O'Donnell's paper is a cogent examination of important questions raised by Crisp and others in the creationism versus traducianism intramural debate within the Reformed theological tradition.
I am at a loss to see how traducianism can provide a proper account, in Christian terms, for the origin of the soul.
- the soul of a newborn preexists in its parents (metaphysical preexistence)
- the newborn's soul is present potentially within normal reproductive capacities of the father or mother (material preexistence)
- the parents somehow create the child's soul (smuggling in creationism by the parents)
For example, how exactly does hereditary transmission of sin (a moral quality, not a substance) work with traducianism?
From discussions of the topic, what appears to be getting lost among participants is, as Brakel and others aver—contrary to what is being implied by the God creates something not good cavils—that God does not first create a soul apart from the body in order then to introduce it into the body from without, but at the proper time and in a manner incomprehensible to us God elevates the existing psychic life to the level of a higher human spiritual life.
As Bavinck argued, explicated in O'Donnell's paper, it is not that God creates a pure soul and imposes it upon an impure body, supposing that sin is a substance.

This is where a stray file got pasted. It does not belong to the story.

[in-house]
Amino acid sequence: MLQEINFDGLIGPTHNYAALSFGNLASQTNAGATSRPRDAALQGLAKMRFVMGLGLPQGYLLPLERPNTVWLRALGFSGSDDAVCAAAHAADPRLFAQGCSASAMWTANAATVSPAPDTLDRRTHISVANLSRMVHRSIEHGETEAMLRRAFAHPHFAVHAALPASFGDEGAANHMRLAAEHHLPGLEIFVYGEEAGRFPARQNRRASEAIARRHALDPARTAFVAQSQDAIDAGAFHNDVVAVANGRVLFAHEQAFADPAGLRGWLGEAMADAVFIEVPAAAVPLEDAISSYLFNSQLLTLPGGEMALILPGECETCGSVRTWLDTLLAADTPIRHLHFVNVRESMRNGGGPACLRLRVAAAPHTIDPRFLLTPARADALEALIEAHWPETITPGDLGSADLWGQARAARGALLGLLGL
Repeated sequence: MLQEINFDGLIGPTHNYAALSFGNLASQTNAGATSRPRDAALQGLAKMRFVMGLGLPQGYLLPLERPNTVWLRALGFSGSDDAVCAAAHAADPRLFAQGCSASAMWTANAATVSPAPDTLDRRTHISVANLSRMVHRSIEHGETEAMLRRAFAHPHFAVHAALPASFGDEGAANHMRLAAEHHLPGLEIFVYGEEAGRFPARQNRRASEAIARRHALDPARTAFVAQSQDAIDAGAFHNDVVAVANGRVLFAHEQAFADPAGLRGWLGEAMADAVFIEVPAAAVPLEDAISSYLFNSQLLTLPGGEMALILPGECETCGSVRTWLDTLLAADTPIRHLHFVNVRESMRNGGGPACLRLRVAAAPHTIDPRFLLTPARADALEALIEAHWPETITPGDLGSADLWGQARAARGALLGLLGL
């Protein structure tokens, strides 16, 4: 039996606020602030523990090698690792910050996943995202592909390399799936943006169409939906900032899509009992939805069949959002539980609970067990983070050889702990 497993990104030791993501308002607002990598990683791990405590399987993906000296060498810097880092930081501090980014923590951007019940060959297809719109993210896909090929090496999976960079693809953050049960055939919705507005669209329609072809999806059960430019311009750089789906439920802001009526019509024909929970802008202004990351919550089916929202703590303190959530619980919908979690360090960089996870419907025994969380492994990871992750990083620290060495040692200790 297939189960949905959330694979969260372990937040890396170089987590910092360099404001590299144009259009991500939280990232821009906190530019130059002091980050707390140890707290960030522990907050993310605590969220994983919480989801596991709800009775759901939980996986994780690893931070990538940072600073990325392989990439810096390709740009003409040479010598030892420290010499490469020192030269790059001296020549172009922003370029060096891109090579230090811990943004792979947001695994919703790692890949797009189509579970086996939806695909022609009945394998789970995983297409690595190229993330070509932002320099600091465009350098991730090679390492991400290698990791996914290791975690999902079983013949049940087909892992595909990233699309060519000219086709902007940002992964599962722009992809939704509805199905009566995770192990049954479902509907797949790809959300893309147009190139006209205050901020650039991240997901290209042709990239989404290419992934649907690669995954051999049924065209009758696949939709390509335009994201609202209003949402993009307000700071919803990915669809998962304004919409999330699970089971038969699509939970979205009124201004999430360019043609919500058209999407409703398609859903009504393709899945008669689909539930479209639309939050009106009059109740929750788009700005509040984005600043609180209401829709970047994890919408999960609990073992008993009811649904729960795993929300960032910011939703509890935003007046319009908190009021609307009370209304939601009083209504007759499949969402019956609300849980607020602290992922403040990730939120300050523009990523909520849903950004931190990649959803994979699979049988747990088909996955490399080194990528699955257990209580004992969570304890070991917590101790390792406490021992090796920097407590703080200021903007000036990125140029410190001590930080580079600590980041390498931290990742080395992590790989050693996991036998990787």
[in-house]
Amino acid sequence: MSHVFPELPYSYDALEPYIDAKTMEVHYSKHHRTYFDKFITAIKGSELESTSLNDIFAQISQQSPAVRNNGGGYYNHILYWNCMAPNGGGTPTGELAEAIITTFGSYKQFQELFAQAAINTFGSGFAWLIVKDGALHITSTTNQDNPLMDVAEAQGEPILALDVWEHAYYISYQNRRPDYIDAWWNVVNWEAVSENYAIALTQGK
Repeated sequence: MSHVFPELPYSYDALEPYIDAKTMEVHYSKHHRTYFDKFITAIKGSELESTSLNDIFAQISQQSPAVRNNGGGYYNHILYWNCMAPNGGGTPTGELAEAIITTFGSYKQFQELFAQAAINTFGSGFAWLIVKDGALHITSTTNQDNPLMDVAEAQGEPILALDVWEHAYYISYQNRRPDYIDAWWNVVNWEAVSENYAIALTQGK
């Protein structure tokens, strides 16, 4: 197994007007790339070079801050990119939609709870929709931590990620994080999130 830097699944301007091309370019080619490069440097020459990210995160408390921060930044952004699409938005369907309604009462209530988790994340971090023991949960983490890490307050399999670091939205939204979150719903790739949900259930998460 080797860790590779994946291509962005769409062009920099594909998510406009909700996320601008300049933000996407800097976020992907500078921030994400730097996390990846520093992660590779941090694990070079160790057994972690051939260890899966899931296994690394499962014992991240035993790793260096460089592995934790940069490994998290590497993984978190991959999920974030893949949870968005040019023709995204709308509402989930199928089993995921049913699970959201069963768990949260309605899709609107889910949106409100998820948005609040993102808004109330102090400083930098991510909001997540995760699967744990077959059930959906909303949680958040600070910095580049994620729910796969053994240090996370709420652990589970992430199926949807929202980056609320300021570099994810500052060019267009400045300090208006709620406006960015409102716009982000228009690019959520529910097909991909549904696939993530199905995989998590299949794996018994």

“It is rather to be understood, by the idea that the soul, though called into being as a rational spiritual entity by a creative activity of God, was nevertheless preformed in the psychic life of the fetus, that is, in the life of parents and ancestors, and thus receives its being, not from above or outside but under the conditions of, and amid, the sin-nexus that oppresses the human race." (Reformed Dogmatics, vol. 2, pg. 584)
Further, the claim can be made that traducianism devolves into fatalism:
"Physical descent alone would have resulted in a situation where the sin we received from Adam would be a deterministic fate, a process of nature, a sickness that had nothing to do with our will and hence did not imply any guilt on our part. That is not what sin is. Nor is the righteousness that Christ as the last Adam confers on us of that nature. Both the sin and the righteousness presuppose a federal relation between humanity as a whole and its heads.
"The world, the earth, humanity are one organic whole. They stand, they fall, they are raised up together. The traces of God (vestigia Dei) in creation and the image of God in humanity may be mangled and mutilated by the sin of the first Adam; but by the last Adam and his re-creating grace they are all the more resplendently restored to their destiny." (op.cit, pp. 587-588).
Given the distinct federal theology of the Reformed tradition, it is difficult to see how traducianism can be held within the federalistic view of the Reformed. Curiously, Shedd's work in support of traducianism is often cited as leading to a watershed moment for adopters of the view, despite the fact that Shedd was not a federal view proponent.
The attached paper (do not ignore the footnotes) is worth reviewing and considering in light of the creationism versus traducianism debate.